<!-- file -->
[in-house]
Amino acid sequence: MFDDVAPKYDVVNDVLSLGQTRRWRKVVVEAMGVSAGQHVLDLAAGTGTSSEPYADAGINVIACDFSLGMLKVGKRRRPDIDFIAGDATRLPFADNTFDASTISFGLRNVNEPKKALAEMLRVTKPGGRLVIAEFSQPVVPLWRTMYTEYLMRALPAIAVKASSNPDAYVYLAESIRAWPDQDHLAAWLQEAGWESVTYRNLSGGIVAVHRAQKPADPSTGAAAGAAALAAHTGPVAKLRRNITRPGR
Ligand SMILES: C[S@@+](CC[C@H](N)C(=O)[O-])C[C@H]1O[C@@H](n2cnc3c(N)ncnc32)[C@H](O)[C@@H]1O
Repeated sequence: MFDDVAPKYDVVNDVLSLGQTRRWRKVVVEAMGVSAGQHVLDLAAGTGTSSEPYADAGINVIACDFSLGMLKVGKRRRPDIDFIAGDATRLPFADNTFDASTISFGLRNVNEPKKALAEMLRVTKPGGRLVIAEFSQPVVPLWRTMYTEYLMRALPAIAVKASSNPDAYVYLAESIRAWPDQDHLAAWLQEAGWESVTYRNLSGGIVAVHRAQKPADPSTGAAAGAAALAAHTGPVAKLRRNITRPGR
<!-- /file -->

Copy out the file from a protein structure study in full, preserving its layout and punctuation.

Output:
[in-house]
Amino acid sequence: MFDDVAPKYDVVNDVLSLGQTRRWRKVVVEAMGVSAGQHVLDLAAGTGTSSEPYADAGINVIACDFSLGMLKVGKRRRPDIDFIAGDATRLPFADNTFDASTISFGLRNVNEPKKALAEMLRVTKPGGRLVIAEFSQPVVPLWRTMYTEYLMRALPAIAVKASSNPDAYVYLAESIRAWPDQDHLAAWLQEAGWESVTYRNLSGGIVAVHRAQKPADPSTGAAAGAAALAAHTGPVAKLRRNITRPGR
Ligand SMILES: C[S@@+](CC[C@H](N)C(=O)[O-])C[C@H]1O[C@@H](n2cnc3c(N)ncnc32)[C@H](O)[C@@H]1O
Repeated sequence: MFDDVAPKYDVVNDVLSLGQTRRWRKVVVEAMGVSAGQHVLDLAAGTGTSSEPYADAGINVIACDFSLGMLKVGKRRRPDIDFIAGDATRLPFADNTFDASTISFGLRNVNEPKKALAEMLRVTKPGGRLVIAEFSQPVVPLWRTMYTEYLMRALPAIAVKASSNPDAYVYLAESIRAWPDQDHLAAWLQEAGWESVTYRNLSGGIVAVHRAQKPADPSTGAAAGAAALAAHTGPVAKLRRNITRPGR